Statement by H.E. Mr. Tsuneo Nishida
Permanent Representative of Japan to the United Nations
At the Open Debate of the Security Council
On “Securing Boarders against Illicit Flows”
25 April 2012
I. Importance of Border Management and It’s Challenge
First of all, I thank you for taking up this very important theme for today’s open debate at the Security Council. We cannot avoid discussing “Securing Borders against Illicit Flows” if we are to maintain international peace and security, because the illicit cross-border flow of materials, funds, goods and people causes instability in our societies at both the national and international levels. Securing borders is a cross-cutting issue encompassing organized crime, terrorism and proliferation.
Each sovereign State has the primary responsibility to secure its borders, and its responsibility is not only for inflows to it but also for outflows from it. While such an individual effort is necessary for diligent border control, it alone is not sufficient. To secure borders from illicit flows, we, the international community as a whole, need to take a holistic and synergistic approach in our efforts. In this regard, we highly value the active roles of the United Nations and its bodies such as the Counter-Terrorism Committee, the 1540 Committee, and the sanction committees including the 1718 Committee, as well as CTITF, INTERPOL, and UNODC, in helping the States act in a more coordinated manner.
II. Expansion of the Scope of Border Control
While the traditional scope of our efforts to control illicit flows is centered on land borders, we have been witnessing the rapid expansion of the field. We must begin to recognize that efforts to control illicit flows have to include the sea and the air as well. As a nation bounded on all sides by the sea, Japan has vital interests in securing sea borders to block illicit flows.
In addition, although it has no physical boundaries, cyberspace is frontier which urgently requires greater attention in terms of illegal transactions, transfers of the technology and classified information which may be usurped for purposes of organized crimes, terrorism and proliferation.
III. Coordinated Efforts to Close Loopholes
Our success in the fight against illicit flows relies on how best we can close loopholes that allow such flows. To that end, we need coordinated efforts both at the international and the national levels.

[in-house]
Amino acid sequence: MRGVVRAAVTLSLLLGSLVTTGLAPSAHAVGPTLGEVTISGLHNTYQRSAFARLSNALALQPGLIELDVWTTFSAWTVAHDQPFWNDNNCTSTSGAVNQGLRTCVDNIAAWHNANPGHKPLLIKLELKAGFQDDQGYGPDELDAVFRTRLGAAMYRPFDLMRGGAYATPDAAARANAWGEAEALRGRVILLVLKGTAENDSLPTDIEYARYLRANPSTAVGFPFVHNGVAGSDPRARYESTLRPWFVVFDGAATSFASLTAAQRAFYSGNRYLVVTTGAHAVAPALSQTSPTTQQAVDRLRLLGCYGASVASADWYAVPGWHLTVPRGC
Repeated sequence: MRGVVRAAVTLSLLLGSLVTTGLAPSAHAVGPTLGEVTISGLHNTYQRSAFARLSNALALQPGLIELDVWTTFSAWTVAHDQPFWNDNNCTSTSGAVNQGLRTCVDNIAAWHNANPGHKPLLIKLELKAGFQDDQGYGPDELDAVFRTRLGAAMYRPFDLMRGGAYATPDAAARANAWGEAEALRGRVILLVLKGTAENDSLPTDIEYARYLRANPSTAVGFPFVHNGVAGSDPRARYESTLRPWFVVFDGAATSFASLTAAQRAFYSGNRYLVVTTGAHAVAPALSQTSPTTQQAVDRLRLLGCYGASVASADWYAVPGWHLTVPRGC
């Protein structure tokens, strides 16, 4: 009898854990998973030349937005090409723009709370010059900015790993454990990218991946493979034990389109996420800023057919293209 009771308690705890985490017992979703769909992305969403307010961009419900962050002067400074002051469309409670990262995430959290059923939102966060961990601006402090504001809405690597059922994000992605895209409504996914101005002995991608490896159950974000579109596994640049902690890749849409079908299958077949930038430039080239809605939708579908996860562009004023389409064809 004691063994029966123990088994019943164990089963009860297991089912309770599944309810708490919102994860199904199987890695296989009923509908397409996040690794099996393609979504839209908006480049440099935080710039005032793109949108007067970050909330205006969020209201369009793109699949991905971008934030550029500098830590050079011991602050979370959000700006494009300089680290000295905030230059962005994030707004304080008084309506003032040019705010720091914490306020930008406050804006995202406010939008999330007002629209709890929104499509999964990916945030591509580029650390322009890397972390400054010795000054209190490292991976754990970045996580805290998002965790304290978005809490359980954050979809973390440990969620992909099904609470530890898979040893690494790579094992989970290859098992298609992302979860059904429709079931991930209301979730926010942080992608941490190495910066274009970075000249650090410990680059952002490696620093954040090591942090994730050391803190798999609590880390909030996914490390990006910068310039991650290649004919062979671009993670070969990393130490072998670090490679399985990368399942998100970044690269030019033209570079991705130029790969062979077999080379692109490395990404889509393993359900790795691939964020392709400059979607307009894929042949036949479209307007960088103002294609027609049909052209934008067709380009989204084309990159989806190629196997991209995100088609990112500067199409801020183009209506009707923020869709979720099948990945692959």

In this regard, we would like to encourage States that have not done so to ratify the related conventions as well as to urge States to fully implement their obligations including those under Security Council resolutions.
We also believe that fighting the transfer and transport of weapons of mass destruction, missiles, and related materials contributes to the improvement of the security of the entire international community. The Proliferation Security Initiative (PSI) is an international effort to halt WMD proliferation. Japan has actively participated in activities of the PSI including through hosting several PSI Maritime Interdiction Exercises. Japan has also conducted outreach activities toward non-participating countries, particularly in Asia to enhance inclusiveness of international non-proliferation efforts.
At the national level, securing borders involves a complex coordination of multiple entities such as customs, immigration, and law enforcement bodies. Since they have their own authorities and jurisdictions, even in a country with sophisticated systems, it is very difficult to make such a coordination functioning in an effective way. Each State needs determination to achieve an active coordination. Japan for its part has operated strict border control in order to prevent illegal inflows and outflows by means of a cross-organizational and multi-layered response which relies on cooperation between our relevant Ministries and Agencies, the training of personnel, and outreach to exporters.
IV. Capacity Building
In addition, we recognize an urgent need to improve the capacities and the awareness of developing countries to further coordinate our efforts to fight against illicit flows. Every year, Japan holds the Asian Export Control Seminar in Tokyo to deepen understanding of the importance of export control and to exchange views and information in the region, recently with active participation of the sanctions committees and 1540 committee.
Japan has also implemented various programs aimed at assisting developing countries in building their capacities in the areas of immigration control, air and sea port control, and customs. These programs include organizing a series of seminars, dispatching experts from Japan, organizing training programs in respective countries, and providing equipment, such as X-ray inspection tools.
Securing borders extends to people, goods, and funds; each of which is covered by its own relevant government agencies. What is critically important is to connect these distinct bodies, responsible for different aspects of border security, into a cohesive and comprehensive strategy and to close any gaps or loopholes. Although we need to avoid any duplication and to continue our discussion on more efficient ways to tackle the issue, we believe that, in some cases, it is beneficial to address the threats generated by illicit flows with a multi-layered approach without being afraid of overlaying our efforts.
Finally, the advance in globalization is making border security more urgent than ever before. Once again, I thank you, Madam President, for your leadership to draw our attention to this very important issue in a timely manner. Japan will continue to proactively contribute to have each border secured from illicit flows that pose serious threats to international peace and security.
I thank you, Madam President.